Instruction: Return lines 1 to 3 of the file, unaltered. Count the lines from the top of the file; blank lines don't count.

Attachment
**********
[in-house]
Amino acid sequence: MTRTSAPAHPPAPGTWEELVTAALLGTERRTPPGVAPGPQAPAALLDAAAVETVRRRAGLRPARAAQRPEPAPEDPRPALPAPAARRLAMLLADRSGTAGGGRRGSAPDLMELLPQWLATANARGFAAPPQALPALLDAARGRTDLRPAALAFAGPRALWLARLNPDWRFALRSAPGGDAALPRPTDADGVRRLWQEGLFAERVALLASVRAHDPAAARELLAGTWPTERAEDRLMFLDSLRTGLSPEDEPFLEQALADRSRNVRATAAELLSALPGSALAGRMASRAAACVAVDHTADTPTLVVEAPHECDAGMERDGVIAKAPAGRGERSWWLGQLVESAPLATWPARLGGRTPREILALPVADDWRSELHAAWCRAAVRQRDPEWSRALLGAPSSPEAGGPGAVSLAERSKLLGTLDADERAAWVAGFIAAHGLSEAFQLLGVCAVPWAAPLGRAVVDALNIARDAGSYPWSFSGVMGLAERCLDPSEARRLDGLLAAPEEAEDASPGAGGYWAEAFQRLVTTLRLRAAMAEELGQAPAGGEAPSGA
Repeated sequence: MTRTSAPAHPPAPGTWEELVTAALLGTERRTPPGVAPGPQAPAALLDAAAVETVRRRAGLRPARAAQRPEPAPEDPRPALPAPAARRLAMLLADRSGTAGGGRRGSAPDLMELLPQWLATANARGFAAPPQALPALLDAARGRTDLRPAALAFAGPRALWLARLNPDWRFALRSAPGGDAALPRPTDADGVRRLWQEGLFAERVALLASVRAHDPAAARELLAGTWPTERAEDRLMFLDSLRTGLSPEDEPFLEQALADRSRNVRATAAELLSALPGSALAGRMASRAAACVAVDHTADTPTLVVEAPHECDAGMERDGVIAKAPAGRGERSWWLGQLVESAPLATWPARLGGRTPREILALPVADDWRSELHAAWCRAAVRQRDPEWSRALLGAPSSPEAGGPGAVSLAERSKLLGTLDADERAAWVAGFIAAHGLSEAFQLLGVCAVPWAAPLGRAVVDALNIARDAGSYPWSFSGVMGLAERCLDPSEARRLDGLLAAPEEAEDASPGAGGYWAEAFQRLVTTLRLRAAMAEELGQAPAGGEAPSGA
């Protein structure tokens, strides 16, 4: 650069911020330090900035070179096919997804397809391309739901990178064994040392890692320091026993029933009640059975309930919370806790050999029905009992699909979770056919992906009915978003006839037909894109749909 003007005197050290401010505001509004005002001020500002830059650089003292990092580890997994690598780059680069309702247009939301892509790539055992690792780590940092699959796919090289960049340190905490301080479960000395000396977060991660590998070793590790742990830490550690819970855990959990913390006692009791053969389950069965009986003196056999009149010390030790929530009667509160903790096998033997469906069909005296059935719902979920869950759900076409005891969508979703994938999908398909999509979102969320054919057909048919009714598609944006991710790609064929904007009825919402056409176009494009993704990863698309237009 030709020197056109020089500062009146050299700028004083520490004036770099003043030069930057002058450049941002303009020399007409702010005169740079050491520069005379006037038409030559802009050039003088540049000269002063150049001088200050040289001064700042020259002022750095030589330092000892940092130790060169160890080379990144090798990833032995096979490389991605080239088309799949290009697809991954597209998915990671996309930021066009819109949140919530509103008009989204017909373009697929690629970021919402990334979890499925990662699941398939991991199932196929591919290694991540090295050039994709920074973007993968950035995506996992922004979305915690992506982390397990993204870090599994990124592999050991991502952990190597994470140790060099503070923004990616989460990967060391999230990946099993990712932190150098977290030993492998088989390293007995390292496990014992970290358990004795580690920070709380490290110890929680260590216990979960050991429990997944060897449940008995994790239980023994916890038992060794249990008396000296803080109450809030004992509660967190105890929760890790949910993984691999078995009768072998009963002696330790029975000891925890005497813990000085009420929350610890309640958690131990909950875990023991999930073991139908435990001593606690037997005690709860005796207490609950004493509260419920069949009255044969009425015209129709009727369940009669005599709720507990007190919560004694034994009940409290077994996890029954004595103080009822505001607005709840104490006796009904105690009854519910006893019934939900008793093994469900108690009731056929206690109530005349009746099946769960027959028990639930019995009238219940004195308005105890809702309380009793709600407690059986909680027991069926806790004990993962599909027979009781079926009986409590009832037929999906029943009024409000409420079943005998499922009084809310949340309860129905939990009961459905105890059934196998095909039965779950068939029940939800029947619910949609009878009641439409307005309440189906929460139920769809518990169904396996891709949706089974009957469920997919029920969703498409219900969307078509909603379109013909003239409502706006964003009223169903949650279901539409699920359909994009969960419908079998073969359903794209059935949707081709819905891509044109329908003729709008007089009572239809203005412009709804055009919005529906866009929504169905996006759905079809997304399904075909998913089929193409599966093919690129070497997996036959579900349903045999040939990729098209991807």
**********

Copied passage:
[in-house]
Amino acid sequence: MTRTSAPAHPPAPGTWEELVTAALLGTERRTPPGVAPGPQAPAALLDAAAVETVRRRAGLRPARAAQRPEPAPEDPRPALPAPAARRLAMLLADRSGTAGGGRRGSAPDLMELLPQWLATANARGFAAPPQALPALLDAARGRTDLRPAALAFAGPRALWLARLNPDWRFALRSAPGGDAALPRPTDADGVRRLWQEGLFAERVALLASVRAHDPAAARELLAGTWPTERAEDRLMFLDSLRTGLSPEDEPFLEQALADRSRNVRATAAELLSALPGSALAGRMASRAAACVAVDHTADTPTLVVEAPHECDAGMERDGVIAKAPAGRGERSWWLGQLVESAPLATWPARLGGRTPREILALPVADDWRSELHAAWCRAAVRQRDPEWSRALLGAPSSPEAGGPGAVSLAERSKLLGTLDADERAAWVAGFIAAHGLSEAFQLLGVCAVPWAAPLGRAVVDALNIARDAGSYPWSFSGVMGLAERCLDPSEARRLDGLLAAPEEAEDASPGAGGYWAEAFQRLVTTLRLRAAMAEELGQAPAGGEAPSGA
Repeated sequence: MTRTSAPAHPPAPGTWEELVTAALLGTERRTPPGVAPGPQAPAALLDAAAVETVRRRAGLRPARAAQRPEPAPEDPRPALPAPAARRLAMLLADRSGTAGGGRRGSAPDLMELLPQWLATANARGFAAPPQALPALLDAARGRTDLRPAALAFAGPRALWLARLNPDWRFALRSAPGGDAALPRPTDADGVRRLWQEGLFAERVALLASVRAHDPAAARELLAGTWPTERAEDRLMFLDSLRTGLSPEDEPFLEQALADRSRNVRATAAELLSALPGSALAGRMASRAAACVAVDHTADTPTLVVEAPHECDAGMERDGVIAKAPAGRGERSWWLGQLVESAPLATWPARLGGRTPREILALPVADDWRSELHAAWCRAAVRQRDPEWSRALLGAPSSPEAGGPGAVSLAERSKLLGTLDADERAAWVAGFIAAHGLSEAFQLLGVCAVPWAAPLGRAVVDALNIARDAGSYPWSFSGVMGLAERCLDPSEARRLDGLLAAPEEAEDASPGAGGYWAEAFQRLVTTLRLRAAMAEELGQAPAGGEAPSGA